Naturally, I decided to knit the pig ears and nose I needed for my costume — and for some added authenticity, to felt them as well! Since the pieces were small, I hand felted them in a hot bath using just a few tools I already had in my kitchen. Here’s how I did it.

Not all yarns are created equal. In order for your project to felt properly, you must use non-superwash yarn made from animal fibers. I used Martha Stewart Crafts™ Merino in Milkglass Pink. [Note: For a pattern, I searched online for a knitted leaf pattern and modified the shaping.]
I got my felting tools in order: a large saucepan to hold the project, potato masher to agitate it, and shampoo to help speed along the process. [Note: I do not suggest using a non-stick pan for your felting project. As an alternative, try filling a sink for your project. Just be sure that you have a good-quality strainer to catch stray fibers.]
I put the pan directly into my kitchen sink in case I would splash a lot of water around. Then, I drizzled my project with shampoo and filled the pan with very hot tap water — too hot for me to touch! I grabbed my potato masher and, using a twisting motion, started agitating my project. [Note: In addition to helping with agitation, the potato masher has the added benefit of letting you use extra hot water, since you don’t have to touch the project with your hands.]
After a minute or so, my project appeared to stretch out. [Note: If this happens to you, don’t worry! The fibers spread and become more malleable when they are introduced to hot water. The agitation is what causes the felting.]
5 minutes later, as you can see, the stitches started to shrink together. [Note: If your water cools down or becomes too sudsy, pour it out and add new soap and water. I changed my soap every 10 minutes or so.]
After another 10 minutes, my fabric started looking more like actual felt. [Note: Some stitches, like the ones on the edges of the right ear, still hadn’t felted. I made sure to focus on those areas when I returned the ears to the water.]
Another 10 minutes later, my project had felted completely. I soaked the pieces with hot water and vigorously rubbed them together to finish the process.
After rinsing the pieces and rolling them in a towel to remove excess water, I blocked them around soup spoons to give them my desired shape.
Here are the fruits of my labor. Fit for the most glamorous of pigs, if I may say so myself!

Are you incorporating yarncrafts into yours or your kids’ Halloween costumes this year? Let us know in the comments!

Wisteria Shawl Collar Pullover KAL: Time for Sleeves and Blocking

October 19th, 2011

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Welcome back to the Wisteria KAL! I hope working the front of your sweater went well and working through the “at the same time” was a success. Now that the body of the sweater is done, it’s time to give it some sleeves! When working sleeves I find it helpful to work them both at the same time for two reasons: it helps ensure they turn out the same shape and length, and they are both done at the same time! Personally I’m not a big fan of knitting the same exact thing twice, so it’s really nice to get them done all in one go. After working the top of the front piece at the same time, working on both sleeves is a snap!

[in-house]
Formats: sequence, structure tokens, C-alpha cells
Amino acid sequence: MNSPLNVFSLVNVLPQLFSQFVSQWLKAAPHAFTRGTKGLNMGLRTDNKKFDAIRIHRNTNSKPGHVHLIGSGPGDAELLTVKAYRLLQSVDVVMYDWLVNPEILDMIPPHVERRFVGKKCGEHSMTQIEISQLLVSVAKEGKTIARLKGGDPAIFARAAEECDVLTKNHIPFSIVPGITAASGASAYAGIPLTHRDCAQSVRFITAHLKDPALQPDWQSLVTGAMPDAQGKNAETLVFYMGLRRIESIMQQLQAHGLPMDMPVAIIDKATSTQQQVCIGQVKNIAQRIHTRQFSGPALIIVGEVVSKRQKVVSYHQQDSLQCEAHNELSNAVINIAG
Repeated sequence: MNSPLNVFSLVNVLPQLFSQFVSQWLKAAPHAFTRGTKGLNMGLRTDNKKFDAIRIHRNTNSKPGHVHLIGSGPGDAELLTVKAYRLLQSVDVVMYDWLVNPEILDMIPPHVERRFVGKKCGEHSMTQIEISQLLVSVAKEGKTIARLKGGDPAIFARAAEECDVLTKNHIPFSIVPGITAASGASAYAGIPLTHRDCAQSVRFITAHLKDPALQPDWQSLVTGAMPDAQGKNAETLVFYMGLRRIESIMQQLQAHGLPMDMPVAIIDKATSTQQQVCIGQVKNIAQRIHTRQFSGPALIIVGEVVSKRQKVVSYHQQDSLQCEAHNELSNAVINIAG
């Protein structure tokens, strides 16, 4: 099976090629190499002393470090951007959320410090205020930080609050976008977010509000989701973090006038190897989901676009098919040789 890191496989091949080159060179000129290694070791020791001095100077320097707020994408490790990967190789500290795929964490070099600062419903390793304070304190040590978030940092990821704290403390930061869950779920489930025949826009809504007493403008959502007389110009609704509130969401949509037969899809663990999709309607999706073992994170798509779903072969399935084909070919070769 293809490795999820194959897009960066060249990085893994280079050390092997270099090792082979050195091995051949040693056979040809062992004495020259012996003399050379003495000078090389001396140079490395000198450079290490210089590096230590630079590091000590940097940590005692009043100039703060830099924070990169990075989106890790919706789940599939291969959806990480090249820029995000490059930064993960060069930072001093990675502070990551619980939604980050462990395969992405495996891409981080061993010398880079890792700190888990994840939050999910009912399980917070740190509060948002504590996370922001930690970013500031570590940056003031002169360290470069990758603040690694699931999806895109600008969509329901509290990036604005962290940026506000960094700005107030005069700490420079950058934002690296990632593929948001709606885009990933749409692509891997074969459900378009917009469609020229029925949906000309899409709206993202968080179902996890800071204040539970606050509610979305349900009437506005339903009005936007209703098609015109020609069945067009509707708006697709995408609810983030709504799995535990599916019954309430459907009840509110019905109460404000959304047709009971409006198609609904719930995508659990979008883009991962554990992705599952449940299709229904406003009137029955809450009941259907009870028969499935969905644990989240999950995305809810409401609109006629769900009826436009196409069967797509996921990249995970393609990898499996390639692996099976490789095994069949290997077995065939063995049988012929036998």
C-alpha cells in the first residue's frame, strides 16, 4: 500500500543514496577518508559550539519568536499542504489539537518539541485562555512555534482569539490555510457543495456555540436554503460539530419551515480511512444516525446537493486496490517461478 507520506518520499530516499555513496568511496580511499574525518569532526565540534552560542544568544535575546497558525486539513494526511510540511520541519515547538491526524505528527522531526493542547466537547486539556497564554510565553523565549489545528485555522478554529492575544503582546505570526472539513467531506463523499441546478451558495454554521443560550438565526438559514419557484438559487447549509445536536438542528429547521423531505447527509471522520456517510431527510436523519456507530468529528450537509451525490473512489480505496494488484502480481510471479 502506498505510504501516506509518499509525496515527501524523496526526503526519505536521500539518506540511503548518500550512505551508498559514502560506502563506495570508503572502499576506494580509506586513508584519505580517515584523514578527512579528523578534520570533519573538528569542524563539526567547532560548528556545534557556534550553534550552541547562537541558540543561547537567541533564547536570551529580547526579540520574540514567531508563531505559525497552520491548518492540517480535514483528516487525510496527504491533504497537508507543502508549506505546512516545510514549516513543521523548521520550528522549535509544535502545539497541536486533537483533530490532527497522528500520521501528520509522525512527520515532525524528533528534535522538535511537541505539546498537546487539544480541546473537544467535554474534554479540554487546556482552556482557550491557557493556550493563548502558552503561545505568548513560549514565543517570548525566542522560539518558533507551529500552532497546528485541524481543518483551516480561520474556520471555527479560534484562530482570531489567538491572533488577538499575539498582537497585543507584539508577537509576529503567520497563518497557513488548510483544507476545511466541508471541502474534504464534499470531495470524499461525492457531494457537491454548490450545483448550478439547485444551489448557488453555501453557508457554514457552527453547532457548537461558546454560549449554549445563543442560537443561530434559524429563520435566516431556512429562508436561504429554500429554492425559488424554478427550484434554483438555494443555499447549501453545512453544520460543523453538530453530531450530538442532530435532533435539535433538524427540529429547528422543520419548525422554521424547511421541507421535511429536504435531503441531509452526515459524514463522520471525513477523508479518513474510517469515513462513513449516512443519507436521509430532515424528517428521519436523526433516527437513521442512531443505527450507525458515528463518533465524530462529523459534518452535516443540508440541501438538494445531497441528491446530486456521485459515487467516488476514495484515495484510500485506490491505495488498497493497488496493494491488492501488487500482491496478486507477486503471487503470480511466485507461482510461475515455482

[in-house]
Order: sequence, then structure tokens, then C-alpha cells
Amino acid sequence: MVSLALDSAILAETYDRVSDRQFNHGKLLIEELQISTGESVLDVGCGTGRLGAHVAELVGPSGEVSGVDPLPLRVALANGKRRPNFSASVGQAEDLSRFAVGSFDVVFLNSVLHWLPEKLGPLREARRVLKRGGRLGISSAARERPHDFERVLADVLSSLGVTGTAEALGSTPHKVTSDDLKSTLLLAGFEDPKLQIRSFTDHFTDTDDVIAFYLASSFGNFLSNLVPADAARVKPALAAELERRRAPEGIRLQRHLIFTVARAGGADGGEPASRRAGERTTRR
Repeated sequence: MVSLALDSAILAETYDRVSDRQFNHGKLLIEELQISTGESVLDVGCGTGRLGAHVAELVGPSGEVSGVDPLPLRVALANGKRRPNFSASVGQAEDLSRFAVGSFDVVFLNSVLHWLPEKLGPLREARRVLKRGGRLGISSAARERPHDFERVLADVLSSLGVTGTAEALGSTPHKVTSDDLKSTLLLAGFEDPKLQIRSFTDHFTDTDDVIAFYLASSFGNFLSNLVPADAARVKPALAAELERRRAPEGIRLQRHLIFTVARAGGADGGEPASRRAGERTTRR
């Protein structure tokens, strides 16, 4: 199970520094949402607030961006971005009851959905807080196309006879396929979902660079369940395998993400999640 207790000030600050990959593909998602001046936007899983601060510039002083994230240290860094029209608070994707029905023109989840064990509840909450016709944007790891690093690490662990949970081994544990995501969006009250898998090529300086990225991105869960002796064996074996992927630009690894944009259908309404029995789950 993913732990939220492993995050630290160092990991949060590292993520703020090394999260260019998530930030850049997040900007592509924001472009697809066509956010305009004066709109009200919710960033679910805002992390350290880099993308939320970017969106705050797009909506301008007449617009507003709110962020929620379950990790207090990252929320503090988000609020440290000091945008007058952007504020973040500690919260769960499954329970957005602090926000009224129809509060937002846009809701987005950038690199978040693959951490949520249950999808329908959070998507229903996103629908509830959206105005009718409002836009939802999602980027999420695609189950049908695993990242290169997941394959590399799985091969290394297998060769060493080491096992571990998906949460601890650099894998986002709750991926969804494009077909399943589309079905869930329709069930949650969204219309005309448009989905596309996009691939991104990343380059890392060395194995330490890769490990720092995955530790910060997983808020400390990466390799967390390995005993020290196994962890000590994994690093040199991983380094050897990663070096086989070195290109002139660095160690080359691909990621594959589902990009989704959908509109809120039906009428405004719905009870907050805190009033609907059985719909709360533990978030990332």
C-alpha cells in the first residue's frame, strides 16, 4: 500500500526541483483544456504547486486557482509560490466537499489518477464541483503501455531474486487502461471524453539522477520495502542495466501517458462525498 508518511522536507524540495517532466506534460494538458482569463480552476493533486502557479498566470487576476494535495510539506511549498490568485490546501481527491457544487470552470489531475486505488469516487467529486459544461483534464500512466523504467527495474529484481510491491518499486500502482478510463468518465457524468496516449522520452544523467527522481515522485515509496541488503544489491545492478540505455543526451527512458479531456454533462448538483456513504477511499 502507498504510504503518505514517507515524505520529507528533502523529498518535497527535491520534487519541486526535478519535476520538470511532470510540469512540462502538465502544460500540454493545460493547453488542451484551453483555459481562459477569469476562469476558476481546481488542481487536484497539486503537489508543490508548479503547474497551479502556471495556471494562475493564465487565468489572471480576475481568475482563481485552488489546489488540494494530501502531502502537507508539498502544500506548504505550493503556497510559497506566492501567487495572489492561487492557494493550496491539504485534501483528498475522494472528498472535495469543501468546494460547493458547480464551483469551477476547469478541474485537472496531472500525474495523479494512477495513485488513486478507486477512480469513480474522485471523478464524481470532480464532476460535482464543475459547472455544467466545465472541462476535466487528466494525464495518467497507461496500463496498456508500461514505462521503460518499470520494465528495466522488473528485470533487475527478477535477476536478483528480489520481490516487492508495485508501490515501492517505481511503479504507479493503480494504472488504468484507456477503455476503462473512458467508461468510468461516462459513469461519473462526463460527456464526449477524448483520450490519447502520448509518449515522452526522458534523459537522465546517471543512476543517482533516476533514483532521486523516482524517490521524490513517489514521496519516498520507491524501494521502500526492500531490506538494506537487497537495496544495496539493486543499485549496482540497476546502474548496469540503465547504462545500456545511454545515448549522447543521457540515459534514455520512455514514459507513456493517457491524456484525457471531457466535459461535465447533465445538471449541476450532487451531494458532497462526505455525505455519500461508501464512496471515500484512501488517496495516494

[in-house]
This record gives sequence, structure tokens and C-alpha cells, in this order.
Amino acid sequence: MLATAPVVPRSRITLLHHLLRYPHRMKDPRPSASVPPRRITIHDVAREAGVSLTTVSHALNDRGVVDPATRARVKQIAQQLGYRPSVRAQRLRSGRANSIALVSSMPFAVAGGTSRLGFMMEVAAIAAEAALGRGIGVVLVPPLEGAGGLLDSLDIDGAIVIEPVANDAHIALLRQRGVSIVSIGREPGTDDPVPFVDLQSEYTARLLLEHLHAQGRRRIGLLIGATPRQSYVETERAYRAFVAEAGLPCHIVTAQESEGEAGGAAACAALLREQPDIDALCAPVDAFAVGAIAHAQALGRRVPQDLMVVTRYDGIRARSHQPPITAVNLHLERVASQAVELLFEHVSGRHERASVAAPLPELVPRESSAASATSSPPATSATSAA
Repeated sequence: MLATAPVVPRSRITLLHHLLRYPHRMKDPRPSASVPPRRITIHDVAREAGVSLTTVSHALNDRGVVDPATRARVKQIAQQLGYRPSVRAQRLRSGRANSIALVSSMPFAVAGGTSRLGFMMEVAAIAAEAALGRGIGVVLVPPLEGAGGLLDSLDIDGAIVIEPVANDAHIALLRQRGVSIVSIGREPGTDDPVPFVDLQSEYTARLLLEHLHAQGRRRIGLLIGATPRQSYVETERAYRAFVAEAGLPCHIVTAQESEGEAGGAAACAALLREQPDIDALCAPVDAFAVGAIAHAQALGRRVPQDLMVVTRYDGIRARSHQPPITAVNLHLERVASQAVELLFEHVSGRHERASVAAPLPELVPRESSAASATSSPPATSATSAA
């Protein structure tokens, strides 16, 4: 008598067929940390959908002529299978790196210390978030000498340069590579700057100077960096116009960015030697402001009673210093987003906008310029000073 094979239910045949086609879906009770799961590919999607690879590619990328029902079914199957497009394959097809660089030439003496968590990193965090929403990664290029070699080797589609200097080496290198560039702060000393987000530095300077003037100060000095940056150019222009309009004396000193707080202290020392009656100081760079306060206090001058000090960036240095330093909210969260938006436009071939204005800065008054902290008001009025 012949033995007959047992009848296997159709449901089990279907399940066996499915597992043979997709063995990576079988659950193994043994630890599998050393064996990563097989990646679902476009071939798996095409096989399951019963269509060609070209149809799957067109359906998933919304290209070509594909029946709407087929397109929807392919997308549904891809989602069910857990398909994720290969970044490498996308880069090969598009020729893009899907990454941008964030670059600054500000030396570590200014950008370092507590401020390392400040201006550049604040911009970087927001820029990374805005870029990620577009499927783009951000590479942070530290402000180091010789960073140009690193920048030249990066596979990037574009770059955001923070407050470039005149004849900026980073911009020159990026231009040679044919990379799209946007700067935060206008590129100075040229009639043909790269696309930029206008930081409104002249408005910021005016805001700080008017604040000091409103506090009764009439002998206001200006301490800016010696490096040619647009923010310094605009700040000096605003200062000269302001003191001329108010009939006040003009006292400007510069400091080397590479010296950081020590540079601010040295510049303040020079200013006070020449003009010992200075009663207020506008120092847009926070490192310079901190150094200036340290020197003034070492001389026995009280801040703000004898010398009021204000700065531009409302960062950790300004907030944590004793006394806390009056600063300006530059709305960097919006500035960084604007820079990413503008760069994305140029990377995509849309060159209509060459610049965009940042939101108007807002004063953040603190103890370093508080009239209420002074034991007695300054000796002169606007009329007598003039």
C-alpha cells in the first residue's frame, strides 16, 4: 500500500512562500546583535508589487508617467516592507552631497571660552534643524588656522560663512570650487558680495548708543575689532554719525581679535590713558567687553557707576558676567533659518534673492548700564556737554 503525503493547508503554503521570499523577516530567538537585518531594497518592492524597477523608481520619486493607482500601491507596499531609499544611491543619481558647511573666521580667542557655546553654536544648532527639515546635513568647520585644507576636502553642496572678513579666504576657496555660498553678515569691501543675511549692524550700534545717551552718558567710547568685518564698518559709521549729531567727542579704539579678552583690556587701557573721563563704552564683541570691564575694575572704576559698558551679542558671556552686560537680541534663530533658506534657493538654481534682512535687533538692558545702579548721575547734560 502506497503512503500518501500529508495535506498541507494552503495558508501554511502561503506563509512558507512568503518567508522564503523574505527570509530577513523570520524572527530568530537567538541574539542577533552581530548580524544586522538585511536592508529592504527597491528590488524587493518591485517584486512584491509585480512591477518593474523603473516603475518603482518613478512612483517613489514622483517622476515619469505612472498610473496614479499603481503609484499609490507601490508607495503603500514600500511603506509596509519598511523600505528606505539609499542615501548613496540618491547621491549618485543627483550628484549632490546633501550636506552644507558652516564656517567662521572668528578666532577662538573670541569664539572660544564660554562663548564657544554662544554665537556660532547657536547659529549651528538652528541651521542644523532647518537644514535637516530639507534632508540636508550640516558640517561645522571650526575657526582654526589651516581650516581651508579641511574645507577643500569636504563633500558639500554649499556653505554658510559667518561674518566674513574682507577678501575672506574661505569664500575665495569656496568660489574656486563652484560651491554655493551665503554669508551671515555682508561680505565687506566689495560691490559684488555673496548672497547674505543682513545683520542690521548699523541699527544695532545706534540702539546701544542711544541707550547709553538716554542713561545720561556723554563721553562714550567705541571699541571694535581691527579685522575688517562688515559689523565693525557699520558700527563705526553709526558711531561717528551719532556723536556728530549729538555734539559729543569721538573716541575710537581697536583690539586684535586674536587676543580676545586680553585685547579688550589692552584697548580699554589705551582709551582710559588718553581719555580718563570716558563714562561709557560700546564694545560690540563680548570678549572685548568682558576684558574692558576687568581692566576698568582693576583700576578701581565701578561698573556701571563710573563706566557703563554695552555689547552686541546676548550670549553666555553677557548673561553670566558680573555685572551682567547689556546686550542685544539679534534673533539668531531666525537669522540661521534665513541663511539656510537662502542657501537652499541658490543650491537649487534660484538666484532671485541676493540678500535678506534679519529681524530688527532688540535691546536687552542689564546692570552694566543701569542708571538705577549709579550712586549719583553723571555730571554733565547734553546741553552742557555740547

To set up for knitting both sleeves at once, you’ll need two separate balls of yarn and a long needle, preferably a circular needle at least 29″ long. Using one ball, cast on the instructed number of stitches for one sleeve, then drop that yarn. Now using your second ball, cast on the same number of stitches for the second sleeve. Now start knitting across both sleeves — just be sure to use the yarn attached to each sleeve and not carry the same strand all the way across both! Here’s a shot of my sleeves in progress:

Knitting the sleeves

The sleeves begin with 3 inches of ribbing, just like the body pieces, then increases begin immediately in the stockinette section and continue for most of the sleeve. The increase used for the sleeves is the knit into the front and back (kfb), and you can learn more about how to work this stitch by clicking here. There are many repeats of the increase row as you work your way up the sleeve, so it’s important to keep track of how many you have done. The nice thing about the kfb increase is that it makes what looks kind of like a purl bump (a little bar) on the right side of your work so you can count your increases if you lose track. Once the increases are completed, work even until the indicated length (or your desired length, measured from wrist to underarm). Afterward it’s on to the sleeve cap!